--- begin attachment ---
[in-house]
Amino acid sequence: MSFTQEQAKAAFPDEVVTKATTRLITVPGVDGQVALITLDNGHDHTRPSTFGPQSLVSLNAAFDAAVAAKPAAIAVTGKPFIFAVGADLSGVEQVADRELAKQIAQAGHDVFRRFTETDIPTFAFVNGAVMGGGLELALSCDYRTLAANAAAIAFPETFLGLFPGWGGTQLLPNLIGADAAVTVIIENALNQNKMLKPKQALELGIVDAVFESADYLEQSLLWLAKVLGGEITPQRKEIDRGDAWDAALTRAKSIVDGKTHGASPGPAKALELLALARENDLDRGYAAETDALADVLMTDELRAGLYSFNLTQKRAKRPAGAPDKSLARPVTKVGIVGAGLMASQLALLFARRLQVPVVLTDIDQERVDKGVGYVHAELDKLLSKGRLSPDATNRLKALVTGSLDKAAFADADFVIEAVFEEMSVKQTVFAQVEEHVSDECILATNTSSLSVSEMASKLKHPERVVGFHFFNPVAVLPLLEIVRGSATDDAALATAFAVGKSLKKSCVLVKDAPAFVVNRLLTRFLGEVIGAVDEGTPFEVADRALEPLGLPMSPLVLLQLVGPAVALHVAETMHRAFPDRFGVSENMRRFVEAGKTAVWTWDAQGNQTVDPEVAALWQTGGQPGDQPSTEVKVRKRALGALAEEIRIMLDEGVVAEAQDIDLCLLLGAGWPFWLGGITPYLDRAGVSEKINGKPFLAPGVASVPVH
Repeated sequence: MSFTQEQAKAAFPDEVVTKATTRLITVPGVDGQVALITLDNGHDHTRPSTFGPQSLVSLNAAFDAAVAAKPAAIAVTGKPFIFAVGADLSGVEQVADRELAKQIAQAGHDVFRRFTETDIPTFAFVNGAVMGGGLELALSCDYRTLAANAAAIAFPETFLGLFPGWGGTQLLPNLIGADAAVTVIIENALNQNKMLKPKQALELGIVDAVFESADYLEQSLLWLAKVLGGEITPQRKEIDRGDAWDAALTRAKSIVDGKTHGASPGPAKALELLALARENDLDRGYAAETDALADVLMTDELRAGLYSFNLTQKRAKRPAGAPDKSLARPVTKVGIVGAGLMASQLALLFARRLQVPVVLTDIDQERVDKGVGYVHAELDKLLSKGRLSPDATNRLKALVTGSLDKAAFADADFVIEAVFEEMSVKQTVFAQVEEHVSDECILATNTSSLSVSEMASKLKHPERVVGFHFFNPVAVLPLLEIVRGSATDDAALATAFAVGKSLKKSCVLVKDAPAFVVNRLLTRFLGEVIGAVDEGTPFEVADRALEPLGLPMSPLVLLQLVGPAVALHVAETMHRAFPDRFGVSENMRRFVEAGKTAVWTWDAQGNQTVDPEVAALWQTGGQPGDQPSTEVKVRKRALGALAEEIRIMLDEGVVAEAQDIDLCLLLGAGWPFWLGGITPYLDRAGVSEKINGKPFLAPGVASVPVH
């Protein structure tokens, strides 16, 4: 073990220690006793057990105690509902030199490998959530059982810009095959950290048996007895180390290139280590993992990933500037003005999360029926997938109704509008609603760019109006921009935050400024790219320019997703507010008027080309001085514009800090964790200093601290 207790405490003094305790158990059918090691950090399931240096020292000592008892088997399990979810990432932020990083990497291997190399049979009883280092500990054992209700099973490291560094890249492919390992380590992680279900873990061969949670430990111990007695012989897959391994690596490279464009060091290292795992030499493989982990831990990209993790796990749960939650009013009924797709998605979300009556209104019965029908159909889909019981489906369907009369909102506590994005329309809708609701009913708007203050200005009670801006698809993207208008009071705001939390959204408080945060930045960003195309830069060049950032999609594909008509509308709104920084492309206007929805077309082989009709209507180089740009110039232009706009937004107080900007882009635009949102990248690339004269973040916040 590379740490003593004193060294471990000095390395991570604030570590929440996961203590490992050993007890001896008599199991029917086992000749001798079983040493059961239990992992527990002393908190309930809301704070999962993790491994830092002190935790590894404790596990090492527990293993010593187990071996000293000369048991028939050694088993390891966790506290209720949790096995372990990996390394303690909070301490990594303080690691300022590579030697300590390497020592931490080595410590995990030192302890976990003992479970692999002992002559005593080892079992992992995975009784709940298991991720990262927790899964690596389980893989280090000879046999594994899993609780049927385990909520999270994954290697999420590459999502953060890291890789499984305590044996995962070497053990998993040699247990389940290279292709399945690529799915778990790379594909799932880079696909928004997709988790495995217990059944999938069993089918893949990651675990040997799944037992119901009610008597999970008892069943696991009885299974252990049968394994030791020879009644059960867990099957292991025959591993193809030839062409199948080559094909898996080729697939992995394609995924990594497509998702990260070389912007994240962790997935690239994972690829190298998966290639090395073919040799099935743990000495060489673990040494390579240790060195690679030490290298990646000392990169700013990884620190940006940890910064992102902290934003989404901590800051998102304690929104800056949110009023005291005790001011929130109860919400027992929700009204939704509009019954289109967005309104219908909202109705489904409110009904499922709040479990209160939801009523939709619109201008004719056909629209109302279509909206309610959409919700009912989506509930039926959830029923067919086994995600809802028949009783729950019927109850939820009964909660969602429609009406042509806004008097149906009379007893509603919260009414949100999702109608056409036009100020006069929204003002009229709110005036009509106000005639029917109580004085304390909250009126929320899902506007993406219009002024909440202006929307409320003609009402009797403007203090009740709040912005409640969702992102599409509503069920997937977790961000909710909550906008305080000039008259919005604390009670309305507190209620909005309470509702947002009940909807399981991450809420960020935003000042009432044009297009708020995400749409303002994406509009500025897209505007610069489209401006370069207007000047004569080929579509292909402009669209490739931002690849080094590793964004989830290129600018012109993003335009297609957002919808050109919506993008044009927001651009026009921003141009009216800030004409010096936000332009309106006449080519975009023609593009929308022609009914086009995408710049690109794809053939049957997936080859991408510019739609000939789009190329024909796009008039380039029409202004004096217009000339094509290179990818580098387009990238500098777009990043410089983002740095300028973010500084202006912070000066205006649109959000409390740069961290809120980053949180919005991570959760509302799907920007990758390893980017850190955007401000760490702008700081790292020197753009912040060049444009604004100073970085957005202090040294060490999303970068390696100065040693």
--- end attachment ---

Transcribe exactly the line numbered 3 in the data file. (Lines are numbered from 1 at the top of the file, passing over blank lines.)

Repeated sequence: MSFTQEQAKAAFPDEVVTKATTRLITVPGVDGQVALITLDNGHDHTRPSTFGPQSLVSLNAAFDAAVAAKPAAIAVTGKPFIFAVGADLSGVEQVADRELAKQIAQAGHDVFRRFTETDIPTFAFVNGAVMGGGLELALSCDYRTLAANAAAIAFPETFLGLFPGWGGTQLLPNLIGADAAVTVIIENALNQNKMLKPKQALELGIVDAVFESADYLEQSLLWLAKVLGGEITPQRKEIDRGDAWDAALTRAKSIVDGKTHGASPGPAKALELLALARENDLDRGYAAETDALADVLMTDELRAGLYSFNLTQKRAKRPAGAPDKSLARPVTKVGIVGAGLMASQLALLFARRLQVPVVLTDIDQERVDKGVGYVHAELDKLLSKGRLSPDATNRLKALVTGSLDKAAFADADFVIEAVFEEMSVKQTVFAQVEEHVSDECILATNTSSLSVSEMASKLKHPERVVGFHFFNPVAVLPLLEIVRGSATDDAALATAFAVGKSLKKSCVLVKDAPAFVVNRLLTRFLGEVIGAVDEGTPFEVADRALEPLGLPMSPLVLLQLVGPAVALHVAETMHRAFPDRFGVSENMRRFVEAGKTAVWTWDAQGNQTVDPEVAALWQTGGQPGDQPSTEVKVRKRALGALAEEIRIMLDEGVVAEAQDIDLCLLLGAGWPFWLGGITPYLDRAGVSEKINGKPFLAPGVASVPVH